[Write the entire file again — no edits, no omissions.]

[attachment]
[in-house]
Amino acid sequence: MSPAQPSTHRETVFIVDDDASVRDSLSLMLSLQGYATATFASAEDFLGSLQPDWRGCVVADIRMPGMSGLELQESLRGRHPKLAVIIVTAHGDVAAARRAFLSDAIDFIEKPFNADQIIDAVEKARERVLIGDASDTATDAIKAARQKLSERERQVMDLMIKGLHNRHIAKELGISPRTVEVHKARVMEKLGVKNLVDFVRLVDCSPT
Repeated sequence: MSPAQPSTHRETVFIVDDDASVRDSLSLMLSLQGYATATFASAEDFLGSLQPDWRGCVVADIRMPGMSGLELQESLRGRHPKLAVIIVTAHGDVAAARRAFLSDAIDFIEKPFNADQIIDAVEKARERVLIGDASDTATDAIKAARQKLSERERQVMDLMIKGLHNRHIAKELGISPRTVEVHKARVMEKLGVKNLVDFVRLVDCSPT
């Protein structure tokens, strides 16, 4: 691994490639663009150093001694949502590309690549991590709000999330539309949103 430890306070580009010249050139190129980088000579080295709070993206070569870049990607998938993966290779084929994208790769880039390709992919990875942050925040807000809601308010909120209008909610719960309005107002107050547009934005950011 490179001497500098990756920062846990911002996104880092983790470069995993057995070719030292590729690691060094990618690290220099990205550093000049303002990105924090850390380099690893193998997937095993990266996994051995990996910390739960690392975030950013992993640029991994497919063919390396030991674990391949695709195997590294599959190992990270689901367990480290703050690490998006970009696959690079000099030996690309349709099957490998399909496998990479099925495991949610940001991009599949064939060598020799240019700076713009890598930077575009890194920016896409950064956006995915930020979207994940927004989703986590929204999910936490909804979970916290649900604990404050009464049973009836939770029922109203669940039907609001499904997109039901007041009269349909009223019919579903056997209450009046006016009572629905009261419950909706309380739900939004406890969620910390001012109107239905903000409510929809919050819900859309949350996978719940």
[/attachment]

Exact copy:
[in-house]
Amino acid sequence: MSPAQPSTHRETVFIVDDDASVRDSLSLMLSLQGYATATFASAEDFLGSLQPDWRGCVVADIRMPGMSGLELQESLRGRHPKLAVIIVTAHGDVAAARRAFLSDAIDFIEKPFNADQIIDAVEKARERVLIGDASDTATDAIKAARQKLSERERQVMDLMIKGLHNRHIAKELGISPRTVEVHKARVMEKLGVKNLVDFVRLVDCSPT
Repeated sequence: MSPAQPSTHRETVFIVDDDASVRDSLSLMLSLQGYATATFASAEDFLGSLQPDWRGCVVADIRMPGMSGLELQESLRGRHPKLAVIIVTAHGDVAAARRAFLSDAIDFIEKPFNADQIIDAVEKARERVLIGDASDTATDAIKAARQKLSERERQVMDLMIKGLHNRHIAKELGISPRTVEVHKARVMEKLGVKNLVDFVRLVDCSPT
């Protein structure tokens, strides 16, 4: 691994490639663009150093001694949502590309690549991590709000999330539309949103 430890306070580009010249050139190129980088000579080295709070993206070569870049990607998938993966290779084929994208790769880039390709992919990875942050925040807000809601308010909120209008909610719960309005107002107050547009934005950011 490179001497500098990756920062846990911002996104880092983790470069995993057995070719030292590729690691060094990618690290220099990205550093000049303002990105924090850390380099690893193998997937095993990266996994051995990996910390739960690392975030950013992993640029991994497919063919390396030991674990391949695709195997590294599959190992990270689901367990480290703050690490998006970009696959690079000099030996690309349709099957490998399909496998990479099925495991949610940001991009599949064939060598020799240019700076713009890598930077575009890194920016896409950064956006995915930020979207994940927004989703986590929204999910936490909804979970916290649900604990404050009464049973009836939770029922109203669940039907609001499904997109039901007041009269349909009223019919579903056997209450009046006016009572629905009261419950909706309380739900939004406890969620910390001012109107239905903000409510929809919050819900859309949350996978719940």